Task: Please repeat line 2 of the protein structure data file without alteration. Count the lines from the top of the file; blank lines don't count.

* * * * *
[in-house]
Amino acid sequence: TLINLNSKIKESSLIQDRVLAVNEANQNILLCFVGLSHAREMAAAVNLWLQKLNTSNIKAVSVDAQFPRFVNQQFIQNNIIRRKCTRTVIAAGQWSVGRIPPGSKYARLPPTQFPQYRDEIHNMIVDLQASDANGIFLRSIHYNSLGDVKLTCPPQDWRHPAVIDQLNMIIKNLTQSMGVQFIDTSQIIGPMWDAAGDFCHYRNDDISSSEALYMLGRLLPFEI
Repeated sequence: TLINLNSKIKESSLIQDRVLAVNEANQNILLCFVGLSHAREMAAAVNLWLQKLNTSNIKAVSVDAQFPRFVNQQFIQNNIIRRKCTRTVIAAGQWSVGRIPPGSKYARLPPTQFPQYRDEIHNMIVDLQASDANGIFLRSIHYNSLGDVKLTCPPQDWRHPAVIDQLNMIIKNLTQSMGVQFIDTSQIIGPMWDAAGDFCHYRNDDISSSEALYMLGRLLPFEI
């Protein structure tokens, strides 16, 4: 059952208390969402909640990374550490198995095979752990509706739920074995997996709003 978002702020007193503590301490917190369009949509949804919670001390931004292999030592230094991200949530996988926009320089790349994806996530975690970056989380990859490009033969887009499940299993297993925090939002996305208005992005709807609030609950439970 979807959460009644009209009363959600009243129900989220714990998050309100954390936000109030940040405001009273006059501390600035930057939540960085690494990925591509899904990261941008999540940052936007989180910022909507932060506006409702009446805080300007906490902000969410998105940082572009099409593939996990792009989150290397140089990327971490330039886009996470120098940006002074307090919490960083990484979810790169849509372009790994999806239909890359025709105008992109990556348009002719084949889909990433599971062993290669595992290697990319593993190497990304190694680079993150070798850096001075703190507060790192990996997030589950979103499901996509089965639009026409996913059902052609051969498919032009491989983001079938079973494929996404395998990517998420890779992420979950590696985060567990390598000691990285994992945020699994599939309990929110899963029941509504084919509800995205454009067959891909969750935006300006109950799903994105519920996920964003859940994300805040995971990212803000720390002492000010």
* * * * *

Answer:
Amino acid sequence: TLINLNSKIKESSLIQDRVLAVNEANQNILLCFVGLSHAREMAAAVNLWLQKLNTSNIKAVSVDAQFPRFVNQQFIQNNIIRRKCTRTVIAAGQWSVGRIPPGSKYARLPPTQFPQYRDEIHNMIVDLQASDANGIFLRSIHYNSLGDVKLTCPPQDWRHPAVIDQLNMIIKNLTQSMGVQFIDTSQIIGPMWDAAGDFCHYRNDDISSSEALYMLGRLLPFEI